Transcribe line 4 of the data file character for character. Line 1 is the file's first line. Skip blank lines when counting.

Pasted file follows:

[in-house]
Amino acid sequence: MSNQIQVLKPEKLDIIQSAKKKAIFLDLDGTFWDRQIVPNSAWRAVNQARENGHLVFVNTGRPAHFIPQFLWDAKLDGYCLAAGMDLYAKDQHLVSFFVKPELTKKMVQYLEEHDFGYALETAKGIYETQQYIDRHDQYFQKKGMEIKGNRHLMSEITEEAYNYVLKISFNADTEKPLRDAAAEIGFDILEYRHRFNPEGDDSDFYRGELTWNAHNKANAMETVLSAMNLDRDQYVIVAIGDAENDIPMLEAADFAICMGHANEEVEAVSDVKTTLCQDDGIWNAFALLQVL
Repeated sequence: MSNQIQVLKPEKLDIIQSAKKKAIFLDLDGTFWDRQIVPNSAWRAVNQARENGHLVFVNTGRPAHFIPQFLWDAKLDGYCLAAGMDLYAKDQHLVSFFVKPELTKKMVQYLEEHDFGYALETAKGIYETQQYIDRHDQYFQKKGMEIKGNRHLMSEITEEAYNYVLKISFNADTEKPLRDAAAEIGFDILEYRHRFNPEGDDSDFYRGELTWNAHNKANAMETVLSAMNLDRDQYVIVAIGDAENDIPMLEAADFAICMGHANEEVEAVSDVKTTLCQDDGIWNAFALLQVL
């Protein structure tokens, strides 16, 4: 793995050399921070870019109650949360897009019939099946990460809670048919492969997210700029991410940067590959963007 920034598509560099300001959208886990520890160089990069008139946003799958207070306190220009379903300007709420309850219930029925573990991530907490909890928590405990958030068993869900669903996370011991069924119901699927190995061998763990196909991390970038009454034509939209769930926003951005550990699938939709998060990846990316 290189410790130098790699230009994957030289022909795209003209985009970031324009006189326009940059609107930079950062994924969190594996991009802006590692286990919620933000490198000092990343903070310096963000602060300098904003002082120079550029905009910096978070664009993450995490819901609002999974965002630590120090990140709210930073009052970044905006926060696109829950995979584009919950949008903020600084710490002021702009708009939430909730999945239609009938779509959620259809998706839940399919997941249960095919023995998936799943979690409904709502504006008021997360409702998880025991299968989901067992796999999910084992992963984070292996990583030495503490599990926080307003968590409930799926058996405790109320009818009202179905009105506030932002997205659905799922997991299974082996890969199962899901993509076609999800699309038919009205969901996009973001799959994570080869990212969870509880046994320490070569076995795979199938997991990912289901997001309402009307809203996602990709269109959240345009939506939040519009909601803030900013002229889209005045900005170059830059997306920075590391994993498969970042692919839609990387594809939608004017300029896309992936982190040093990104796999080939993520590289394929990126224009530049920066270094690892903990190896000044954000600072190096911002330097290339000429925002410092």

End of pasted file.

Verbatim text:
């Protein structure tokens, strides 16, 4: 793995050399921070870019109650949360897009019939099946990460809670048919492969997210700029991410940067590959963007 920034598509560099300001959208886990520890160089990069008139946003799958207070306190220009379903300007709420309850219930029925573990991530907490909890928590405990958030068993869900669903996370011991069924119901699927190995061998763990196909991390970038009454034509939209769930926003951005550990699938939709998060990846990316 290189410790130098790699230009994957030289022909795209003209985009970031324009006189326009940059609107930079950062994924969190594996991009802006590692286990919620933000490198000092990343903070310096963000602060300098904003002082120079550029905009910096978070664009993450995490819901609002999974965002630590120090990140709210930073009052970044905006926060696109829950995979584009919950949008903020600084710490002021702009708009939430909730999945239609009938779509959620259809998706839940399919997941249960095919023995998936799943979690409904709502504006008021997360409702998880025991299968989901067992796999999910084992992963984070292996990583030495503490599990926080307003968590409930799926058996405790109320009818009202179905009105506030932002997205659905799922997991299974082996890969199962899901993509076609999800699309038919009205969901996009973001799959994570080869990212969870509880046994320490070569076995795979199938997991990912289901997001309402009307809203996602990709269109959240345009939506939040519009909601803030900013002229889209005045900005170059830059997306920075590391994993498969970042692919839609990387594809939608004017300029896309992936982190040093990104796999080939993520590289394929990126224009530049920066270094690892903990190896000044954000600072190096911002330097290339000429925002410092």